Dr. Ajay Sharma, head of the Department of Gastro Surgery, said if a lump is found in the gallbladder, it should be treated immediately.
Much like the cosmetic manufacturers serving the global mass market, producers of sugar- sweetened beverages (SSBs) have over the past few decades shifted their attention from the developed world to emerging economies to sell their products. While it is perfectly understandable from their point of view companies are in business to turn a profit, after all, and if their products do not sell in huge markets such as India, China, Brazil, Russia, South Africa and the like they might as well shut shop the question that oughttourgently concern policymakers around the world is the impact SSB consumption has on citizens, especially children.
Kids’ consumption of SSBs which include carbonated/non-carbonated soft drinks, sodas, fruit drinks, and sports drinks is linked to numerous negative near-term and long-term health outcomes. Despite widespread acceptance among public health experts that childhood SSB consumption should be reduced, doing so has proven to be a challenge worldwide. In a study which began in October 2022, researchers Matt Kasman and Ross A. Hammond devel- oped an agent-based model (ABM) to evaluate intervention efforts in different settings in the USA ~ child- care, schools, and at home. This research showed that reduction of access to SSBs in the home was the most promising context for intervention.
In a new study published in the American Journal of Preventive Medicine, Kasman and Hammond replicated their previous research’s high-quality, longitudinal data from multiple cohorts of children from varied populations and environments. After verifying that the model was able to reproduce consumption patterns observed in each cohort, it used it to simulate potential impacts of multiple intervention strategies across contexts. Its conclusions are worth paying heed to for public health policy experts and stakeholders in India and across the developing world too. Reducing home availability of SSBs consistently led to the largest potential reduction in overall consumption. A complete decrease in availability of SSBs in the home resulted in an average 67 per cent decrease in overall early childhood consumption across the three cohorts. Potential intervention impacts can vary considerably across context, naturally. In developing countries where childcare systems are sub-optimal, and school infrastructure both physical and human far from ideal, the home acquires criticality for parental and caregiver intervention.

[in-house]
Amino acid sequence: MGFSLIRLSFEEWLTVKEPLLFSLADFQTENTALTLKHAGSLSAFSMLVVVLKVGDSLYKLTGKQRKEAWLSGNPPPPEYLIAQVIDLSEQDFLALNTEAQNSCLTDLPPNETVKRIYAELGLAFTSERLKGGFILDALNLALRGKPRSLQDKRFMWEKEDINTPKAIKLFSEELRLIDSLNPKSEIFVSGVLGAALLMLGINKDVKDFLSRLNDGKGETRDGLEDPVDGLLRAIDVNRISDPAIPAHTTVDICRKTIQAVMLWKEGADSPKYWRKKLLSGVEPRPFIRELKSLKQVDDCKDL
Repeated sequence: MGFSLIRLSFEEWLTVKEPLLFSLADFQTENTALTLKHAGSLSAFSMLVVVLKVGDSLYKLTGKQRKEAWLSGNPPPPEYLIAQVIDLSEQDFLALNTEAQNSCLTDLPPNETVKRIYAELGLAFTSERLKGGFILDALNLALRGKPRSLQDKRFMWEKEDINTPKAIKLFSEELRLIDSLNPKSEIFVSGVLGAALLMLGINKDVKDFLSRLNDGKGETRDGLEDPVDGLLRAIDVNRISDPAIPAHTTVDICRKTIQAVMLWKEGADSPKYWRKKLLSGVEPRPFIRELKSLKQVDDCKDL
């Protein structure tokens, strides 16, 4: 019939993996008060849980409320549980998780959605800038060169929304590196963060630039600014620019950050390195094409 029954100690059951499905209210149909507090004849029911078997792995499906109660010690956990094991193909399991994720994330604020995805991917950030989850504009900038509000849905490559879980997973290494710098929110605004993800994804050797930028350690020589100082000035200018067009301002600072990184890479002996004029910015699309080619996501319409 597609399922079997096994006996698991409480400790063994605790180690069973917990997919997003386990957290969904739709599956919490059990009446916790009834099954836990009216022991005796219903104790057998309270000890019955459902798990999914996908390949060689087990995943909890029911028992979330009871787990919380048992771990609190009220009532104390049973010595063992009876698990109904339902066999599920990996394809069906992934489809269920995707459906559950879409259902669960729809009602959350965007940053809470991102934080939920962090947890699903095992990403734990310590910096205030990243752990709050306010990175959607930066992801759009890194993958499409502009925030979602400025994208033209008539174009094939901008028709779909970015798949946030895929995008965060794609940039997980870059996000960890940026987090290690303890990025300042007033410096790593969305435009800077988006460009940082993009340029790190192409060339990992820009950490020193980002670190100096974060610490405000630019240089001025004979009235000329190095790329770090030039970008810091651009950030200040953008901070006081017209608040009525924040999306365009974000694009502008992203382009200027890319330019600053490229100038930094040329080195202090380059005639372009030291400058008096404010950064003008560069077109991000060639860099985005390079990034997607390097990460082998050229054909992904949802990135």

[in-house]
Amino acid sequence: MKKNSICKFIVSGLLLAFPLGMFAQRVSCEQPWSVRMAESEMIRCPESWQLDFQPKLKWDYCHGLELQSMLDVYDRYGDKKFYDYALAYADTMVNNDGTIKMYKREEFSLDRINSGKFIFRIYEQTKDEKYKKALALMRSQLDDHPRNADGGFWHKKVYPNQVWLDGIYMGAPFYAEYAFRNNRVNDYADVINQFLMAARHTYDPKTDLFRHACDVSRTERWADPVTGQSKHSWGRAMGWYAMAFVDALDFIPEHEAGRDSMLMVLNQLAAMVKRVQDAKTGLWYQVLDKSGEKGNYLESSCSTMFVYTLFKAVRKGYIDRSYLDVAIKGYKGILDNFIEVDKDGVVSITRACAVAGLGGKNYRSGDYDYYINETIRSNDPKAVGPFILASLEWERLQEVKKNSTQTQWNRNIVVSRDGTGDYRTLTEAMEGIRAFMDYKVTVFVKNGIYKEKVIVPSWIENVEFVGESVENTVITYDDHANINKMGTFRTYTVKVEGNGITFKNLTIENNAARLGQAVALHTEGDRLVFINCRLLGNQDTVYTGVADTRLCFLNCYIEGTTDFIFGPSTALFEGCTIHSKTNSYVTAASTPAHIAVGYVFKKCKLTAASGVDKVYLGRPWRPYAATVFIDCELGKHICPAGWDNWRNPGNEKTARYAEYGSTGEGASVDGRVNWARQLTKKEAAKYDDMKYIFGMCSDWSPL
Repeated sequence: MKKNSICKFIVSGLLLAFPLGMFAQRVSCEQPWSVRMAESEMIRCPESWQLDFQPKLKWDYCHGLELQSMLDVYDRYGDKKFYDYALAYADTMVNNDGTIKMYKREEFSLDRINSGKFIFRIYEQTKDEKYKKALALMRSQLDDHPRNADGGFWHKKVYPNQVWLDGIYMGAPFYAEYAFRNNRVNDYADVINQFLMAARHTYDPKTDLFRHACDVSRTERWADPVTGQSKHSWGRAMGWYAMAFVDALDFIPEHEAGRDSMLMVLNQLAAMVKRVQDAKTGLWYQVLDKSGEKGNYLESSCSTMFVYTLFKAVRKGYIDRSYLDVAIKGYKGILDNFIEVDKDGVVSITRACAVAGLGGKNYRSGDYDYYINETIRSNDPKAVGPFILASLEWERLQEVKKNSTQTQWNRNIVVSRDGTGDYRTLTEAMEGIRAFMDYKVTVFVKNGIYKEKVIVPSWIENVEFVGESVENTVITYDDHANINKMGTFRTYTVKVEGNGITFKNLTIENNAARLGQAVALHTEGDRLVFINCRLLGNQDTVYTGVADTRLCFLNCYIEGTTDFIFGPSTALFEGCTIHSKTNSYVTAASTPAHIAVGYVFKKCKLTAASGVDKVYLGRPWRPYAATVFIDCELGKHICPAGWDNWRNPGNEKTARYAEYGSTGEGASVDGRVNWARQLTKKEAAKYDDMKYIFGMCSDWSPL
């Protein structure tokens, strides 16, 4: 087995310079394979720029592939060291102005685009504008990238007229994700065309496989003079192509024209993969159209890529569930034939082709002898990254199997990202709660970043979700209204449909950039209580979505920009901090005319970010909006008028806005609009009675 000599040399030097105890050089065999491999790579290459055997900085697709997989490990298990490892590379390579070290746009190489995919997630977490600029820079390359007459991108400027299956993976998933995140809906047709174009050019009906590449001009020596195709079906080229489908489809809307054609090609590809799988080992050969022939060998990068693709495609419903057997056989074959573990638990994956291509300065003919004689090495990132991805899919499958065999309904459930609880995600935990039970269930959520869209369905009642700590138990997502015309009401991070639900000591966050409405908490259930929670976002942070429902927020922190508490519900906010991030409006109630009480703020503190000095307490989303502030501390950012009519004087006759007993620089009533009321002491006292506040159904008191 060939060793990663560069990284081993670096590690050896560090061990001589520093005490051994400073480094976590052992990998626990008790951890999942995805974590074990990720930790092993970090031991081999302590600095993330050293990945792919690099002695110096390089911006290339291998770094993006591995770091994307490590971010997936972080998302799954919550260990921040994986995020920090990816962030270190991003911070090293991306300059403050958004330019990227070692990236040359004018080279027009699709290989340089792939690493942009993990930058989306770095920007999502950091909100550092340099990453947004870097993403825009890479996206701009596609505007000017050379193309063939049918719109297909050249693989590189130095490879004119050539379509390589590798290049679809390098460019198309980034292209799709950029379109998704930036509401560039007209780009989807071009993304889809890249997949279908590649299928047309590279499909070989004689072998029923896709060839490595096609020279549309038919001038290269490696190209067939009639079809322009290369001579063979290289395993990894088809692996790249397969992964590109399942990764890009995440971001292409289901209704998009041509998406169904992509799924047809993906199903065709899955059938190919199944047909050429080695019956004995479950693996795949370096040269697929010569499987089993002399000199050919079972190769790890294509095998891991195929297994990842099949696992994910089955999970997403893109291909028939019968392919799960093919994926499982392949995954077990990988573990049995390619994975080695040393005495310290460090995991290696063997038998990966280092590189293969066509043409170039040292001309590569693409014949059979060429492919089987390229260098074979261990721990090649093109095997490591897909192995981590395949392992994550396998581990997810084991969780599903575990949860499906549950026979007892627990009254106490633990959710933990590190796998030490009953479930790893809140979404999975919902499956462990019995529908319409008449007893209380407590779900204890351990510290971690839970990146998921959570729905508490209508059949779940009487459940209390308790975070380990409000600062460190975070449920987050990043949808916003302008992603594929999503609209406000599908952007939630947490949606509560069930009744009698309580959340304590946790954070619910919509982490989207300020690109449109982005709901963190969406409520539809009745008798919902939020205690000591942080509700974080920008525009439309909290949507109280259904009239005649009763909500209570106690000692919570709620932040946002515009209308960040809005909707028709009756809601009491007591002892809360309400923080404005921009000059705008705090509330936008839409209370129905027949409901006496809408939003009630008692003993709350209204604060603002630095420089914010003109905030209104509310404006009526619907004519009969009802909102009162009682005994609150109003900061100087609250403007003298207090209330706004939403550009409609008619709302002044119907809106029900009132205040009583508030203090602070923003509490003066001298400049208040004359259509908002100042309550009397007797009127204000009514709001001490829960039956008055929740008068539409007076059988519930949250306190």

The Indian Academy of Paediatrics (IAP) Guidelines on Sugar Sweetened Beverages, Fruit Juices, Energy Drinks, and Junk Foods iterates that consumption of these beverages and foods is associated with higher free sugar and energy intake resulting in higher body mass index in children and adolescents. Intake of these drinks may be associated with cardiac and sleep disturbances. The IAP recommends that children including adolescents limit their consumption of such beverages and other junk food to not more than one serving a week. The question is: Are parents listening?